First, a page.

Steve Capra (New York)
The first issue of Critical Stages, The International Association of Theatre Critics’ webjournal, appeared in the last quarter of last year. It’s rare that a new journal fills a void, as this one does, and it’s very welcome.
From the Publisher’s Opening Words, a sort of manifesto, the journal is substantive. Yun-Cheol Kim’s statement, not universally accepted, that “the most important function of theatre criticism is—and should remain—to generate interest in the theatre arts in society” is well taken. His four points of “interesting writing,” while debatable, address the issues squarely. He makes a particularly important point, also debated, that critics should connect our theatre experience to our daily lives.
The interviews, the reviews, the discussions of our iconic influences―these all reflect an erudite and articulate critical community. Indeed, Robert Greig’s review is close to a model of analysis. Naturally, the material paints a more sanguine portrait of world theatre than it deserves. As our publisher rightly notes, “The theatre is in a real crisis.”
The unique contribution of the issue lies in its first and final sections: “Theatrical Commentary and Professing Theatre Criticism” (it’s unclear why the sections are separate). It’s here that Critical Stagesaddresses its mission most directly, and we find discussions of criticism per se, material that contextualizes our work. It somehow validates us. We’re particularly pleased to read reports from the IATC seminar in Toronto, which designed a plan to record the history of public theatrical commentary.
Critical Stages reflects implicitly some perennial concerns:
Are our standards common among us, or are they individual?
Peter Szaffko tells us:
“Personal experiences, of course, cannot be left out or ignored but they form a very delicate segment of criticism.”
Yet in the next article, Michael Handelzalts implies that our individuality is crucial:
“They are usually referred to in the plural―”the critics.” But they are individuals, each one with his or her unique skills, tastes, work ethics and moral and artistic compass.”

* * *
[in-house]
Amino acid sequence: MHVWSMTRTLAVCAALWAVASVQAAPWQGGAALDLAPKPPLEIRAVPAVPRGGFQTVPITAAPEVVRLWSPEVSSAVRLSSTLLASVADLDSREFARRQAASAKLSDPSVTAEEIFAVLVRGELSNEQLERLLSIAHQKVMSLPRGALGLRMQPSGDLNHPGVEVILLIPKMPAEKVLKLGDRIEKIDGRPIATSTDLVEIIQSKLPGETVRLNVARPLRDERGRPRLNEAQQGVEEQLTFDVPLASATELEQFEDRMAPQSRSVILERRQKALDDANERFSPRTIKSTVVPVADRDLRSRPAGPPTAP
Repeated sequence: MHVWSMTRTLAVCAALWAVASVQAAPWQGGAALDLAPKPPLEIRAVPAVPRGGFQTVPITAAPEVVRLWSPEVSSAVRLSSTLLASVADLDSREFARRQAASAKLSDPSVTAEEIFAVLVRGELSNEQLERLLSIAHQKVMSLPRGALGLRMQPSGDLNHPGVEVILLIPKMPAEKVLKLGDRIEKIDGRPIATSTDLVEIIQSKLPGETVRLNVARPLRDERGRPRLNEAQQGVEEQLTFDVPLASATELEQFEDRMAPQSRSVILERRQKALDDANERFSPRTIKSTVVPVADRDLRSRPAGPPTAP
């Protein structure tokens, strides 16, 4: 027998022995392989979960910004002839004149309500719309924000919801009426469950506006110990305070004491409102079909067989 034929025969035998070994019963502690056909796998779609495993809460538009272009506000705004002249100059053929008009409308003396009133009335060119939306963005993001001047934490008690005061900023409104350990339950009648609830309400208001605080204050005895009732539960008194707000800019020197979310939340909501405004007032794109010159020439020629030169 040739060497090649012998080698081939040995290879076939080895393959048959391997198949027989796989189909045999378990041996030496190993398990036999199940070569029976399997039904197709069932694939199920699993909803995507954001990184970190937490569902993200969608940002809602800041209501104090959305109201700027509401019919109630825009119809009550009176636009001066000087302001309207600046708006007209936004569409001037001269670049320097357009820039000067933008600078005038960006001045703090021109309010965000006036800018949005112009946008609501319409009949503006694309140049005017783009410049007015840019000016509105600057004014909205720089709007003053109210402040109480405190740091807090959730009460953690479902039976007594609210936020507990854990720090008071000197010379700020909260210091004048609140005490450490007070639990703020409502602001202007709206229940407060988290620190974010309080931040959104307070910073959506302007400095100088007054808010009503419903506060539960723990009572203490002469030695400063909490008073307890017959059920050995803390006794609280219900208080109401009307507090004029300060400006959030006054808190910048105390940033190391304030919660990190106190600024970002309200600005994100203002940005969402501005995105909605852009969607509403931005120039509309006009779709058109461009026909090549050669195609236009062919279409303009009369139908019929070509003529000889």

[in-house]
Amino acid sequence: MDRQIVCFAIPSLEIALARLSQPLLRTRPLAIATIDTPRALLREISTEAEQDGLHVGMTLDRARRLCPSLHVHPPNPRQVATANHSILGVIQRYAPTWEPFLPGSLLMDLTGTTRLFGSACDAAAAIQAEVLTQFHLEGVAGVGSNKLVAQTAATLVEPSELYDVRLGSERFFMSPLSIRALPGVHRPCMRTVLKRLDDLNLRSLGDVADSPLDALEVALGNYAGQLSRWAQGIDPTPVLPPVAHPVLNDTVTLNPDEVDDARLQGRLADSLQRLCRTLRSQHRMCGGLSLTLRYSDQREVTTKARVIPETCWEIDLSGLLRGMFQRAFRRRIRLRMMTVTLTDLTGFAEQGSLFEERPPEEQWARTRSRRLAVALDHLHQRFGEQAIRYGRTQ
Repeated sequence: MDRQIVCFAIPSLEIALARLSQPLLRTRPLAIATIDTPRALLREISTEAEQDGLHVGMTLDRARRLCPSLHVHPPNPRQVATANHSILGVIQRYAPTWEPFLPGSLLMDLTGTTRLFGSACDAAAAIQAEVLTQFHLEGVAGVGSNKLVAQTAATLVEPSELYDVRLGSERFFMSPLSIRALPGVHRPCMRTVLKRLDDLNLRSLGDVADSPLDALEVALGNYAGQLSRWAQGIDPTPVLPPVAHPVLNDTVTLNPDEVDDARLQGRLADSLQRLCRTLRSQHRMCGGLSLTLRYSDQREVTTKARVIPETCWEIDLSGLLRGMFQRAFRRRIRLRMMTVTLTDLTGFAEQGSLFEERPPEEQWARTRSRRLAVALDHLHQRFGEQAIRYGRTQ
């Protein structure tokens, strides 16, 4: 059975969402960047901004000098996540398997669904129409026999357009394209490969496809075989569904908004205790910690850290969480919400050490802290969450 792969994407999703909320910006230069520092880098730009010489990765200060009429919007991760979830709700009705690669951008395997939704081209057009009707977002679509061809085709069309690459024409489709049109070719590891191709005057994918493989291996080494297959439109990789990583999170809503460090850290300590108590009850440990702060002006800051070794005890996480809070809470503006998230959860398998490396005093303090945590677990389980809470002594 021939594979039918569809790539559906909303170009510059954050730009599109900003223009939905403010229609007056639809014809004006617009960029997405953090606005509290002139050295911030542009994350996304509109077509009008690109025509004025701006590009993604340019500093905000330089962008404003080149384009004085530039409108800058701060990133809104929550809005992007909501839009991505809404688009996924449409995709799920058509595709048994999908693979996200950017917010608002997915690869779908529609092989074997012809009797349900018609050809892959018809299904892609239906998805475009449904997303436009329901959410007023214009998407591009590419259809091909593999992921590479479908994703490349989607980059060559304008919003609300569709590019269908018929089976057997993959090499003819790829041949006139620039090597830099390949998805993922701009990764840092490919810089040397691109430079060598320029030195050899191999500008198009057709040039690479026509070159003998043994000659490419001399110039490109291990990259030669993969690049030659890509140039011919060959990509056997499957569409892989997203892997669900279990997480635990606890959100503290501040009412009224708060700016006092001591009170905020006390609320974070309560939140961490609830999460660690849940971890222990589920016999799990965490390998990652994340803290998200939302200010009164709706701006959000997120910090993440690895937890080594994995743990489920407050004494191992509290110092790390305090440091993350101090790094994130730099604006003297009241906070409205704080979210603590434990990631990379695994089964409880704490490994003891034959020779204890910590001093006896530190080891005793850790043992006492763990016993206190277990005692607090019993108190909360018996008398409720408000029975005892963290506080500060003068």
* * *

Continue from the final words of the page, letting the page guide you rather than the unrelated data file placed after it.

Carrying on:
What is our relationship to the public? Do we share their standards? Do they listen to us?
Michael Handlezaltz and Matti Linnavuori suggest that our profession itself distances us from the audience:
Handelzalts: “In many instances the audience is seeing for the first time a play that the critic has already seen many times. The theatregoers do not necessarily seek, nor can they appreciate, a ‘new and daring reading of the play.’”
Linnavuori: “According to Norén, one Swedish critic is tired and disgusted because she must see so much theatre, and to get a reaction out of her the stage grammar needs to become more and more brutal. I share her experience, which is all the more reason to turn to Norén’s observations.”
Kim, in his examination of Korean criticism, glances at our effect on the public: “Korean theatre commentaries during the period of Japanese rule … were given huge space in the daily newspapers and contributed enormously to attracting readers and generating their interest in theatre. By comparison, the current day’s scientific and analytical commentaries have much less space and severely reduced stature—and thus, much less impact.”
It is a small step to the next question: what is our relationship with the theatre and its artists? What effect―if any―do we have?
In interviews with Yun-Taek Lee and Marta Carreiras, Bang-Ock Kim and Rita Martins, respectively, ask: “During your career, have you received a particularly insightful piece of criticism?” The answers received are not particularly helpful, and we’d like to see the question expanded.